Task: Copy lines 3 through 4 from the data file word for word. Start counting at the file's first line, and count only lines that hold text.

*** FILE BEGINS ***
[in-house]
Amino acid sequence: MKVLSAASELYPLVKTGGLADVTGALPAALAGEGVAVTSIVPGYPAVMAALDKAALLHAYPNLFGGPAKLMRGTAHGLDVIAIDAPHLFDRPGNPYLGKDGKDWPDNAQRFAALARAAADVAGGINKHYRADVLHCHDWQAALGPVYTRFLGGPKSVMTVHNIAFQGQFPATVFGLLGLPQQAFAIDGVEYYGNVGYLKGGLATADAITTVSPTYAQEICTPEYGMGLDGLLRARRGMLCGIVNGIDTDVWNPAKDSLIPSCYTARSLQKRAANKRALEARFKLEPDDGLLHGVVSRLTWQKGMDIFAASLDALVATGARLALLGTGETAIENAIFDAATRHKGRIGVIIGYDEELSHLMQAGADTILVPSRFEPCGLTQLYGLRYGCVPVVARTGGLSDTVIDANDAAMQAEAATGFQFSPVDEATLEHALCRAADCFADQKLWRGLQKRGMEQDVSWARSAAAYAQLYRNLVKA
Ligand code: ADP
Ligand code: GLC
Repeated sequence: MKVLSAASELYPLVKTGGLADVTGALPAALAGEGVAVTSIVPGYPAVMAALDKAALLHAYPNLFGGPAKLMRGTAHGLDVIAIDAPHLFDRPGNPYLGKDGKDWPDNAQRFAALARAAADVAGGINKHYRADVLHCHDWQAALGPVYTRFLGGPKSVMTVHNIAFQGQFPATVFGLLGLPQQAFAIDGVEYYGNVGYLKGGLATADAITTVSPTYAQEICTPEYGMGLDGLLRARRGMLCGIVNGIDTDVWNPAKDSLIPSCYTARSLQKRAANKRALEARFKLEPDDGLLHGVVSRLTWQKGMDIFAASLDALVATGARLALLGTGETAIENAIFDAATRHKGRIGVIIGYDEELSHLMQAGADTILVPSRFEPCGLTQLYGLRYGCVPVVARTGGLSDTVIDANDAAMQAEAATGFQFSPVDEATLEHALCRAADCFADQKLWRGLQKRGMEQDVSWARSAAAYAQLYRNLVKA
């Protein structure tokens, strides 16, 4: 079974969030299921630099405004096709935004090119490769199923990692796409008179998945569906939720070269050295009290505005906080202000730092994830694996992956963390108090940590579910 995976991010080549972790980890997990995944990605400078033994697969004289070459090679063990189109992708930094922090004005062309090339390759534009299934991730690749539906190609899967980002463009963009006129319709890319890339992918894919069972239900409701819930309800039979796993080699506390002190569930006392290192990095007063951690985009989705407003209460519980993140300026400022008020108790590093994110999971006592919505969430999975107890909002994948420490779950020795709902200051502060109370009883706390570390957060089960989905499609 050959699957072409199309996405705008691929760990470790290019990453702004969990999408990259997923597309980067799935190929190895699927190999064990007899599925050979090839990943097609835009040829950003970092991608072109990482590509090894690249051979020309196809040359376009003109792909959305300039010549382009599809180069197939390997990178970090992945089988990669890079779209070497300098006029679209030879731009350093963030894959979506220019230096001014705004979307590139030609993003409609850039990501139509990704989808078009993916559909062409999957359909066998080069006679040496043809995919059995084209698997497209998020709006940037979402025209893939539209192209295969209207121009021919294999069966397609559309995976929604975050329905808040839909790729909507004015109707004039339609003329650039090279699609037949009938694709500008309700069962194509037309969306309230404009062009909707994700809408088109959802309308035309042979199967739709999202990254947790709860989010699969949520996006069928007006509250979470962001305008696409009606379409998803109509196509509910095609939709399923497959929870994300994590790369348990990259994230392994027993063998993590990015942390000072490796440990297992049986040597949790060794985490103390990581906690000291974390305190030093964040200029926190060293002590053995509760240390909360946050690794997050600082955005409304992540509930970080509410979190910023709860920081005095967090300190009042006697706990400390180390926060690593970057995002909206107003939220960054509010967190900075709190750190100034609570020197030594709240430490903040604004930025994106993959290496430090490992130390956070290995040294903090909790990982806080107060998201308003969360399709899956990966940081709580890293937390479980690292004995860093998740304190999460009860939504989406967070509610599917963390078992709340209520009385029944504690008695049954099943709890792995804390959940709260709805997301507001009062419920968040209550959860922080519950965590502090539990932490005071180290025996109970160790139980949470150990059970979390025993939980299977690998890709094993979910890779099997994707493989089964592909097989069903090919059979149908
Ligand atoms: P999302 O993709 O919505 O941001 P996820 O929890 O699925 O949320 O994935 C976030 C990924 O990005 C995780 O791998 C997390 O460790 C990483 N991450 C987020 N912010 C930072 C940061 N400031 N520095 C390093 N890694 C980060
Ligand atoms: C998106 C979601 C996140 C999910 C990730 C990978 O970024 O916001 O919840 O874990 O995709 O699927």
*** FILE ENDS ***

Ligand code: ADP
Ligand code: GLC